"It's awesome, we broke that record," said Colstrip coach Dan Valdez, noting Colstrip's previous best for individual champions was four. "We wanted seven, of course, but we'll take five. It was fun."
Valdez said the Colts, who battled injuries all year but were top-ranked, knew that once they had their complete team they would be even harder to beat. The Colts finally were at full strength at divisionals and cruised to the Eastern B-C title.
"It's nice. These last two weekends, we've finally had our full team and been at full strength," Valdez said. "We've been wanting that all year and haven't been able to showcase that."
Bradley said the Colstrip team is tight-knit and plenty of Colts wrestle in the offseason.
"It's awesome, all that hard work pays off," he said. "It's unreal. I've been wrestling since I was four and most of the guys in the finals have, too. A lot of dedication pays off. A lot of offseason training helps. I'm proud of all of the boys, the whole team."
Siegel put off surgery to repair an ACL until after the season because he cared so much about this group of Colts.
"My decision to keep wrestling was about these guys," he said. "I did it for my boys. I love my guys and wanted to see them be successful and do well and not just me."
Circle's Krayle Stormer (103) became only the second state champion in program history, joining older brother Rico.
"It feels pretty great," Stormer said of joining his brother in the Wildcat record books. "It's amazing."
Said Stormer of the Wildcats' repeat: "It's crazy. That's pretty great. As a team, we came together and dominated."
Colstrip tallied 233 points and Glasgow was second with 130 and Columbus-Absarokee-Park City brought home the first team trophy in its history with 128. Huntley Project was fourth at 109 and Eureka fifth at 104.5.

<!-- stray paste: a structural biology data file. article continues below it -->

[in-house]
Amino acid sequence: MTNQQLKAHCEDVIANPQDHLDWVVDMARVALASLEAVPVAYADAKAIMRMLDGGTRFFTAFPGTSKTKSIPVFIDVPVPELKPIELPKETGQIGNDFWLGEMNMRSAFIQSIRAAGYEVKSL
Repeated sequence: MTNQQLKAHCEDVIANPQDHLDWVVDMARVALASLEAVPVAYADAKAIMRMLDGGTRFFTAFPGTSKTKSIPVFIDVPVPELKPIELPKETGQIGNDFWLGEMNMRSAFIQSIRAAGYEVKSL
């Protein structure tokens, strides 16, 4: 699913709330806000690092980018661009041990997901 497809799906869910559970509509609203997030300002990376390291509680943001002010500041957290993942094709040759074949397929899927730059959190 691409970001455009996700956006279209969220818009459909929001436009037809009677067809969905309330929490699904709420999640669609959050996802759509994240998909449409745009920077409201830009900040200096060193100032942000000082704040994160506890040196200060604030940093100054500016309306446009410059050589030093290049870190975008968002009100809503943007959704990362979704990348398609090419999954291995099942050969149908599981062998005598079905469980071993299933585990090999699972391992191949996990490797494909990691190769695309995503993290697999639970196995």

Junior Tanner Cook (113) became the first champion in the 19-year history of the Columbus-Absarokee-Park City program.
"It's a great feeling," Cook said. "I feel like it's the start of a new era. We plan on having more in the future — individuals and a team title.
"It's very important. Someone had to do it. I'm glad to do it. If it wasn't me, it would have been someone else. We'll have a lot more champions in the near future."
Glasgow's Dylan Nieskens won by fall in 5:37 over Blaede. Nieskens said it was the rubber match in the series that was tied 1-1 between the two grapplers. Blaede had won a 9-5 decision over Nieskens for the divisional title.
"I trained hard and knew I couldn't quit and had to take it to him," Nieskens said, explaining he scored the pin as "I got in on a shot and took him to his back."
At 205 pounds, Florence-Carlton's Spencer Jones completed an undefeated 29-0 season with an 8-2 win over Petersen. Jones was a runner-up last year at 182 pounds.
"It's definitely an accomplishment," Jones said. "I've been working for it since the end of last year losing in the championship."
Jones said the setback last year, "drove me every day since the end of that match. I've been thinking about today the last 365 days."
The 6-foot-1 Jones is also a football player and plays middle linebacker. He has signed to play with Rocky Mountain College.
"It's a great town and has great people here," Jones said. "It's a football program that knows how to win."
Whitehall's Connor Johnson won the 132-pound crown with a pin of Nathan Schmidt of Eureka in 46 seconds in the championship match. Johnson was the quick-pin winner.